Home to Center-Based

“Don’t fear change, embrace it.”  Anthony J. D’Angelo

Today many children spend much of their time in the care of someone other than their parent/ guardian. Placing a child in center based care can be stressful for the child, family and child care providers. Research tells us that the older the child the easier the transition will be. However, many parents/guardians do not have a choice of when or if their child will enter center based care or often even between full or part time care. Your child’s care provider will play a big role in your child’s growth and development. Being prepared and considering needs and resources will make this transition time as smooth and stress free as possible for all children and families (this website also includes information and resources for children with special needs and/or disabilities.) 

Some issues to focus on may include:

  • Types of care available
  • Child’s physical and mental health
  • Caregiver and center qualities
  • Center policies and guidelines
  • Parent/guardian strengths and needed supports
  • Parent/guardian role and responsibilities
  • Communication skills and methods
  • Conflict resolution
  • Safety and health considerations
  • Bonding and social relationships
  • Support services and community resources for families
Family Involvement

Each family member will take on a unique caregiver role and face opportunities to participate in the transitioning of a child from hospital to home. It is important at this time to allow siblings to set the role they are comfortable fulfilling and to help them understand that the family is growing and all members are equally valuable. When the new baby is medically fragile or disabled it is vital that all potential caregivers understand the child’s unique needs and how best they can provide support; including age appropriate information for siblings.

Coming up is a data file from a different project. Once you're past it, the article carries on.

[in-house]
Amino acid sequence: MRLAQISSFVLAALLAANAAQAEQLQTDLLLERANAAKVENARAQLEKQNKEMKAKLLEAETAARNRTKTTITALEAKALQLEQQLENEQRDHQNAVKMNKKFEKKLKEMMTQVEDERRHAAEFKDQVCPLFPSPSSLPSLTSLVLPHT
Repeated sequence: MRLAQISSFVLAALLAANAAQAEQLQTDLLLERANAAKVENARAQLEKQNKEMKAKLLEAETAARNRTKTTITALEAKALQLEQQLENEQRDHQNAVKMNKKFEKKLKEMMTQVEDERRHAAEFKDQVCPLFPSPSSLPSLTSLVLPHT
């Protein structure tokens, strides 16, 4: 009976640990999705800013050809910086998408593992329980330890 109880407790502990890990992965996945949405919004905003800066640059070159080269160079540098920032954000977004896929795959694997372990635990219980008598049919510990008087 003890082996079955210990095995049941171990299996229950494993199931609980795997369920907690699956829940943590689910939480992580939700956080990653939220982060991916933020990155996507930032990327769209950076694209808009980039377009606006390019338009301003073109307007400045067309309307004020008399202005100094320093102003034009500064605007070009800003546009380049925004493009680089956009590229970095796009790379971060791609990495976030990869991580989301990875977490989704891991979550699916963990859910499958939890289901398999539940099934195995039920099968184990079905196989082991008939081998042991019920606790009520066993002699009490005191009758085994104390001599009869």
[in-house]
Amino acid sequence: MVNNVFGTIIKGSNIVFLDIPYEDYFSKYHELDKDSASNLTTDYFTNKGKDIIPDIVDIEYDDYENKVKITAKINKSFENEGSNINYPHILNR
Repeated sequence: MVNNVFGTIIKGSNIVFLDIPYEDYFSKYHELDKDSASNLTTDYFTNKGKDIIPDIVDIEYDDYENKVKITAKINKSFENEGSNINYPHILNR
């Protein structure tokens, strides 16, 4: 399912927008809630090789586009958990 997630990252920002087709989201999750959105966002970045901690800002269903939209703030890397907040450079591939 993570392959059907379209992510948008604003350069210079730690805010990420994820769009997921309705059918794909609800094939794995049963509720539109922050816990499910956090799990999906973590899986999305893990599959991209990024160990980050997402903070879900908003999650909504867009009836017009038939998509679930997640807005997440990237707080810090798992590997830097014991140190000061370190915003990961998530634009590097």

Individual Planning

Individual planning to prepare family members as the child leaves the home environment and enters a center based setting requires thoughtful consideration on behalf of families and receiving programs.


Health and Development

Transitioning from home to a center based setting may occur by placing your child in an infant toddler child care program, enrolling in a local preschool, or going from home to kindergarten (public school or  private).  You may experience reservations about your child’s ability to adjust to the change he/she will encounter in any of these transitions. If timing permits, a gradual phase-in may support the adjustment period, as well as planning for a visit to the new environment.  Other helpful supports include reading books about the transition, talking to your child about feelings, getting permission for  him/her to  take a favorite toy, etc.

Health and Nutrition is important for a child’s growth and development. Special diet needs will need to be shared with potential center based programs prior to a child’s transition from home to a center based setting. Allergies to foods or medicines should be emphasized on Emergency Cards.

Health Issues: Finding Good Child Care

  • Staffing, cleanliness, play, sleep
  • Smoke-free environment
  • Variety of foods to promote growth and development but prevent obesity


Interagency Collaboration

Collaboration at this transition point will require communication between the family and potential center based programs they are interested in prior to selection. If family selects more than one program (e.g., Head Start and a Child care Center), special attention should be given to making sure those agencies are aware of jointly serving the child and family. Communication between/ among the family and partnering agencies/ programs will assure transition success for all involved. 


State Links:

National Links: